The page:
Over half of heart attack survivors are failing to avail of a potentially life-saving service, a leading charity has said.
New figures from the British Heart Foundation Northern Ireland (BHF NI) show that just 39% of patients accessed cardiac rehabilitation after a heart attack or procedure, representing a decrease of 2% since last year.
It means over 3,440 patients are missing out on the service, putting them at risk of suffering another heart attack, according to the National Audit of Cardiac Rehabilitation (NACR) report.
Cardiac rehabilitation is a vital service for people after a heart attack, coronary angioplasty and heart surgery, the charity said. It is also important for patients with angina or heart failure.
Programmes aim to help patients understand their condition and recover from surgery by providing lifestyle advice to improve physical and psychological health - such as advice on eating healthily and exercise.
Karen McCammon from BHF NI said that it's "worrying that an increased number of heart attack patients here are still missing out on this effective service".
"Cardiac rehabilitation services across Northern Ireland are led by dedicated staff who can help heart patients regain their physical and emotional health after a cardiac event," she said.
"It is vital all patients are accessing this important service, however, we have been encouraged by the increased investment in cardiac rehab services in Northern Ireland this year."
She also said the Western Trust secured £500,000 for a new cardiac rehab programme called MyAction, to run right across the Western Trust area.
"It focuses on healthy lifestyle change such as smoking cessation, healthy diet and weight, and physical activity and is a fantastic example of best practice in cardiac rehab," she added.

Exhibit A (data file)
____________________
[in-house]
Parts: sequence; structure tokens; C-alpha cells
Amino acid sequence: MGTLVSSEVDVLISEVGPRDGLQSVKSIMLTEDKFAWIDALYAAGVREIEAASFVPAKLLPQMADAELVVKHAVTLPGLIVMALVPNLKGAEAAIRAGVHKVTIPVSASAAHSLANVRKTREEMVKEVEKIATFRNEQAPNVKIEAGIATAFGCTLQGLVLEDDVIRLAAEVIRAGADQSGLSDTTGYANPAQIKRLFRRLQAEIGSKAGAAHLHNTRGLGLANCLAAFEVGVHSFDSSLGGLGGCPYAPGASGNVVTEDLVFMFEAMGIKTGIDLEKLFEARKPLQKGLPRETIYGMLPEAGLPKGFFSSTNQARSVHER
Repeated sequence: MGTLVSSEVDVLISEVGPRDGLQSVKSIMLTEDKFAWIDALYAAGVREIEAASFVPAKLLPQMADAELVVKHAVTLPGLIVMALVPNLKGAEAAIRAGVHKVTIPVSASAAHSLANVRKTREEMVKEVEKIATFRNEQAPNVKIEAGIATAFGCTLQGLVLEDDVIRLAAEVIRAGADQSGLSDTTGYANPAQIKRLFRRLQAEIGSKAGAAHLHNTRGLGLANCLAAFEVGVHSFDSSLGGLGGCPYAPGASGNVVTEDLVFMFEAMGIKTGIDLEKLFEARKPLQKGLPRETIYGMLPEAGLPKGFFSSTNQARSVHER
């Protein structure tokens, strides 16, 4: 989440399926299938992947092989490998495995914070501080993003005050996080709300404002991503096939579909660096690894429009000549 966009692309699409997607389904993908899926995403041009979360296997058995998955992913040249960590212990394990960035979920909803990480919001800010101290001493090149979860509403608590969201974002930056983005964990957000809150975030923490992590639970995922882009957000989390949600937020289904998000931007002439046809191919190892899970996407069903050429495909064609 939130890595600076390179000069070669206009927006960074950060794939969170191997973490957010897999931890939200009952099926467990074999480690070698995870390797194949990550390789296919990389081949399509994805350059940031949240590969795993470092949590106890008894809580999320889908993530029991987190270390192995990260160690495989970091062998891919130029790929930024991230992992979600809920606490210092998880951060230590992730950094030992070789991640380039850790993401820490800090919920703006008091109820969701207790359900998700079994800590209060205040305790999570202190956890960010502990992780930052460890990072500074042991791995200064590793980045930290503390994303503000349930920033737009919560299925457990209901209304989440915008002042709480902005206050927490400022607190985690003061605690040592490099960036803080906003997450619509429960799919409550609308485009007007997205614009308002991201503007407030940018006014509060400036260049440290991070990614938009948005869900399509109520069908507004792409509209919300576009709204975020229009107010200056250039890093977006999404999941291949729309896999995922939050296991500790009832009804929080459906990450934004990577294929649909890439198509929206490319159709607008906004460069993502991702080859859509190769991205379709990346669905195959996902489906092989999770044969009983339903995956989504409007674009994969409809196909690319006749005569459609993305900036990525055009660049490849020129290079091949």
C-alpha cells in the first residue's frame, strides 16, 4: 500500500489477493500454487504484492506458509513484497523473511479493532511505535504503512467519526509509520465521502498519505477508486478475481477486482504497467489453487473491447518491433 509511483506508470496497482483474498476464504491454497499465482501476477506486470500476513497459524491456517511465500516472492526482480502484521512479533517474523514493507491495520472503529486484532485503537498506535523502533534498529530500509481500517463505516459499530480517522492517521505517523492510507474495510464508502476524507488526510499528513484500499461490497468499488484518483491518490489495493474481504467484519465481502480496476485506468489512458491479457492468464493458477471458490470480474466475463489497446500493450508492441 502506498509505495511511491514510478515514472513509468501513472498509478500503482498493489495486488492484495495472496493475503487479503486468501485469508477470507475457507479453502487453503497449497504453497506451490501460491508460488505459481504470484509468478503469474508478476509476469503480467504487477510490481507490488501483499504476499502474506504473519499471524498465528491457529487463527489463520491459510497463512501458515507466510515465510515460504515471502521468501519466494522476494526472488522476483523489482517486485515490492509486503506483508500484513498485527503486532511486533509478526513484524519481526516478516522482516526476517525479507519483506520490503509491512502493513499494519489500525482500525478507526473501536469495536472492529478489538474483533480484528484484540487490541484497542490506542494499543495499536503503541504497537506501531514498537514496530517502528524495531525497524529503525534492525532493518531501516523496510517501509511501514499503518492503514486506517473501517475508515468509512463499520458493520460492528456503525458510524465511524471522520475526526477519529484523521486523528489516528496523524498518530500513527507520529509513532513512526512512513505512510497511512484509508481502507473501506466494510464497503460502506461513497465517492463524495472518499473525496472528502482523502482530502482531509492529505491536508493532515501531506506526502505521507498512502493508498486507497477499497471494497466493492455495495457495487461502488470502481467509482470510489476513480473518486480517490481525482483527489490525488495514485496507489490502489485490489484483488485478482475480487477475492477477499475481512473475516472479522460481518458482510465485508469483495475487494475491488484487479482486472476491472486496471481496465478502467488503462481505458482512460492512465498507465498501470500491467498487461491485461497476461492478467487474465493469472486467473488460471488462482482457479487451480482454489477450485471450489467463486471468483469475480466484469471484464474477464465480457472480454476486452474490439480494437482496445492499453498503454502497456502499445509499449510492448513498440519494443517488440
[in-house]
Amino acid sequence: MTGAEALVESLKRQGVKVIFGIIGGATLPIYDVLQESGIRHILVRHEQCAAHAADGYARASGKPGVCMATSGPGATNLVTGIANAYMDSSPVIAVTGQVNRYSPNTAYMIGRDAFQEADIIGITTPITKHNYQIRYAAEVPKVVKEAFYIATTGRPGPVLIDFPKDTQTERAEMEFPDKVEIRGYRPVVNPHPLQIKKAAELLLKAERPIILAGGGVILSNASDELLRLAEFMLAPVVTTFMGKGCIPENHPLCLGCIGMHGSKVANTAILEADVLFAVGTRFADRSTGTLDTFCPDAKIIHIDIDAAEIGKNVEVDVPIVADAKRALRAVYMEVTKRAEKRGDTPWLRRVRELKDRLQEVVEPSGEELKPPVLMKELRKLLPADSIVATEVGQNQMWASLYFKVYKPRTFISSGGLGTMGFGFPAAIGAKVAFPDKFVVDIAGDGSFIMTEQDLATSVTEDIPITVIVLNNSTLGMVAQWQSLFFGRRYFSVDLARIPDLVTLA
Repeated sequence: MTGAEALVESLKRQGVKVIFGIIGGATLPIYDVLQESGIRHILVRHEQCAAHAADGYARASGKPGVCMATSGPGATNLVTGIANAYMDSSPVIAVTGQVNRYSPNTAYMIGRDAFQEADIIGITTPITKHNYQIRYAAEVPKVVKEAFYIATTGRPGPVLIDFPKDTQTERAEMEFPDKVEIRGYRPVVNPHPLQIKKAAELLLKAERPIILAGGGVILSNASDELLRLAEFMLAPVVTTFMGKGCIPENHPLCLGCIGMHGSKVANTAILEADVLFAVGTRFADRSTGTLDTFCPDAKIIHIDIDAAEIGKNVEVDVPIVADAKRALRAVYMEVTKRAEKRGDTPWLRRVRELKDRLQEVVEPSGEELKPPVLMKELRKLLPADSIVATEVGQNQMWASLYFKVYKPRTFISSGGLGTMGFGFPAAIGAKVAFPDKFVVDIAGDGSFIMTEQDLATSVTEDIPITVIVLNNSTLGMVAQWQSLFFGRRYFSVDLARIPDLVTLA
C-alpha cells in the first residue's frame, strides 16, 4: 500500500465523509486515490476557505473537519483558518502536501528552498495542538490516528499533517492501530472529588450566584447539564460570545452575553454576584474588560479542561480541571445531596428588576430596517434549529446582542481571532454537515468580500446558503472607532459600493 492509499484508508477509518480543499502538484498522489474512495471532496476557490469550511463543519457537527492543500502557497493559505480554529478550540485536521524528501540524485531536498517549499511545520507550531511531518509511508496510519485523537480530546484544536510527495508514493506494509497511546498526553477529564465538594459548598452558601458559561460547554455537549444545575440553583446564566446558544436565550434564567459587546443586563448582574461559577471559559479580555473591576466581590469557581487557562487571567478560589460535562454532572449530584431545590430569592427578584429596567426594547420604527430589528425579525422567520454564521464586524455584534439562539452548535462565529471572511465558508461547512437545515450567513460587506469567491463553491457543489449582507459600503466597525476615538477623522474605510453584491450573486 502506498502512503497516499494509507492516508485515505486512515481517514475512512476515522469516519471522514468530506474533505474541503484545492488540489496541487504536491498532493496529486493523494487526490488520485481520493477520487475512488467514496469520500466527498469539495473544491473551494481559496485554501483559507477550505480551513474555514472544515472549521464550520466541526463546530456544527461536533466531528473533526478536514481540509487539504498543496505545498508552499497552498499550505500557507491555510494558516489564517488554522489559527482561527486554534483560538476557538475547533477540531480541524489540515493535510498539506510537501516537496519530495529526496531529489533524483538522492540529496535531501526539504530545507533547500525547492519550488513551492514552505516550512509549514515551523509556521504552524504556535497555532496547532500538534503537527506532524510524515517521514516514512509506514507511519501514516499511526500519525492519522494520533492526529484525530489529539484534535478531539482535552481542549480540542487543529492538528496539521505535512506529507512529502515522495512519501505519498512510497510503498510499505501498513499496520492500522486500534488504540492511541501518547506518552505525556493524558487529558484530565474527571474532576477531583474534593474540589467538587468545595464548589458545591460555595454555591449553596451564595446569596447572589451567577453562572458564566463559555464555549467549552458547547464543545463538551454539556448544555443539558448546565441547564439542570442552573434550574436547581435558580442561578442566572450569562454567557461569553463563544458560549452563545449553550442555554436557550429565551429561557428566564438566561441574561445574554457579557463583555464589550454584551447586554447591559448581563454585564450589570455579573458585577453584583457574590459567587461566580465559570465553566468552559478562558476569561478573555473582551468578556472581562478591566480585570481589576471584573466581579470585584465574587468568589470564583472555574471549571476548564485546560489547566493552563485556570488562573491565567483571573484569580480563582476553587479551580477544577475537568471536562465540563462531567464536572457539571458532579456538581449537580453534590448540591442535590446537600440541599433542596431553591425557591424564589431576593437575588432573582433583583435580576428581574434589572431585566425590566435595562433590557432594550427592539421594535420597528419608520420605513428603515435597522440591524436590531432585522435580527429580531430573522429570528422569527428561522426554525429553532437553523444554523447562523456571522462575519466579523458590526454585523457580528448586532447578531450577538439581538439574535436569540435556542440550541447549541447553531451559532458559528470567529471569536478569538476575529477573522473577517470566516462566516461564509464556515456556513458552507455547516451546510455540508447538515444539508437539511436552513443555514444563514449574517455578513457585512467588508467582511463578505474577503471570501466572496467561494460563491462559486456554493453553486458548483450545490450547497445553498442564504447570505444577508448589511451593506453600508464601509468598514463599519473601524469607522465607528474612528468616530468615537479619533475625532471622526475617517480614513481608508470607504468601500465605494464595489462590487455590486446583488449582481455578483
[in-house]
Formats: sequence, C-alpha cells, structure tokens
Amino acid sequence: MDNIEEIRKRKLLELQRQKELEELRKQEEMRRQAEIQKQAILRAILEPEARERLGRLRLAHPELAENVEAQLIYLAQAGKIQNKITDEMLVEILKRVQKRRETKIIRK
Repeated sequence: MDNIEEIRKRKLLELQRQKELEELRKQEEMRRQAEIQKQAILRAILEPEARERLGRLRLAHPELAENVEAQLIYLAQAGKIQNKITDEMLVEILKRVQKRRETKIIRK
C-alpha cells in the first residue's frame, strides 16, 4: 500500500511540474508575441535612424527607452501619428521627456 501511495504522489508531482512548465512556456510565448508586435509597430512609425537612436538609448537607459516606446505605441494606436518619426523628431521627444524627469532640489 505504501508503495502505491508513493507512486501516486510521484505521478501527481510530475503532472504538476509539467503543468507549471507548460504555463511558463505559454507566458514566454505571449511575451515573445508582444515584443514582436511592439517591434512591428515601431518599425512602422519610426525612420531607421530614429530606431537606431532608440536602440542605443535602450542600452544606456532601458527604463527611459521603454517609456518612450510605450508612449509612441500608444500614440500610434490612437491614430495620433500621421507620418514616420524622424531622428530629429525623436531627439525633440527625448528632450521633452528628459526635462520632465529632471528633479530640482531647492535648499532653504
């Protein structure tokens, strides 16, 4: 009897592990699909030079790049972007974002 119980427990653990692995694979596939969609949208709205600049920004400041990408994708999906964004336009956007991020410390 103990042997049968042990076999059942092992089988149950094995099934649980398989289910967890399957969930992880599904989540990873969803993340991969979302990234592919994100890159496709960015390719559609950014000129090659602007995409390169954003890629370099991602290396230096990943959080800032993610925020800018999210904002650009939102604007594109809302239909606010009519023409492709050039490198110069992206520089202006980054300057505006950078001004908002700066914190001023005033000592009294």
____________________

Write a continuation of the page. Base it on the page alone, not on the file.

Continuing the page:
The NACR report shows a marked difference in the number of men and women accessing rehab services, with women much less likely to attend. And, even if they are attending cardiac rehab, women are not reaping the same benefits as male patients.
They are less likely to improve their physical fitness and meet target levels for cholesterol and alcohol intake following rehab, according to the report.
The charity said this is, in part, because programmes historically offer group-based rehab in a community setting which is less appealing to women.
Patrick Doherty, professor of cardiovascular health at York University and lead author for the NACR, said cardiac rehabilitation "can be the difference between life and death".
"These figures should be of concern to all heart patients, regardless of gender," he said.
"It could be the difference between your wife, mother, sister or daughter living a fulfilled life or struggling from the after-effects of a heart attack.
"It's clear that cardiac rehabilitation is a highly effective intervention but we need to ensure it works for everyone."
Evidence from clinical trials suggests that cardiac rehab can be delivered successfully through digital or home-based programmes.
BHF NI believes that offering such a solution will increase the number of people entering cardiac rehab over the next few years. The charity said it will increase uptake among under-represented groups such as women and people from deprived and ethnic minority backgrounds.
The estimated number of cardiac patients who are missing out on the rehabilitation service